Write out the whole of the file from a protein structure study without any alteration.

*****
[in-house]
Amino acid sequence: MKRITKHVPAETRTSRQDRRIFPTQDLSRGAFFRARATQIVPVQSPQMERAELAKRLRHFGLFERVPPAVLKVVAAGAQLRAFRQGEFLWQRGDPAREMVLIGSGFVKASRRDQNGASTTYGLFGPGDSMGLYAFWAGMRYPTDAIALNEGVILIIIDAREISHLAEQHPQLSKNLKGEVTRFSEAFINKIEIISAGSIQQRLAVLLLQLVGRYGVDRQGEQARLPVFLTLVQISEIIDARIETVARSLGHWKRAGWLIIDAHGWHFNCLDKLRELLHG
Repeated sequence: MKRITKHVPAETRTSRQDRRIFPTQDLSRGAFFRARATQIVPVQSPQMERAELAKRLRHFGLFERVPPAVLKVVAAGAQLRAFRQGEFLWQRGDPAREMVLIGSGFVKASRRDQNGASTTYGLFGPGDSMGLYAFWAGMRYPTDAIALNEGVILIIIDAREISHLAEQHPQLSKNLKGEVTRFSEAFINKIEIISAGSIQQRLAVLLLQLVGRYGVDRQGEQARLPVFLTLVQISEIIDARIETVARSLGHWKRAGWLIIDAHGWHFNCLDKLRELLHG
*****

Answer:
[in-house]
Amino acid sequence: MKRITKHVPAETRTSRQDRRIFPTQDLSRGAFFRARATQIVPVQSPQMERAELAKRLRHFGLFERVPPAVLKVVAAGAQLRAFRQGEFLWQRGDPAREMVLIGSGFVKASRRDQNGASTTYGLFGPGDSMGLYAFWAGMRYPTDAIALNEGVILIIIDAREISHLAEQHPQLSKNLKGEVTRFSEAFINKIEIISAGSIQQRLAVLLLQLVGRYGVDRQGEQARLPVFLTLVQISEIIDARIETVARSLGHWKRAGWLIIDAHGWHFNCLDKLRELLHG
Repeated sequence: MKRITKHVPAETRTSRQDRRIFPTQDLSRGAFFRARATQIVPVQSPQMERAELAKRLRHFGLFERVPPAVLKVVAAGAQLRAFRQGEFLWQRGDPAREMVLIGSGFVKASRRDQNGASTTYGLFGPGDSMGLYAFWAGMRYPTDAIALNEGVILIIIDAREISHLAEQHPQLSKNLKGEVTRFSEAFINKIEIISAGSIQQRLAVLLLQLVGRYGVDRQGEQARLPVFLTLVQISEIIDARIETVARSLGHWKRAGWLIIDAHGWHFNCLDKLRELLHG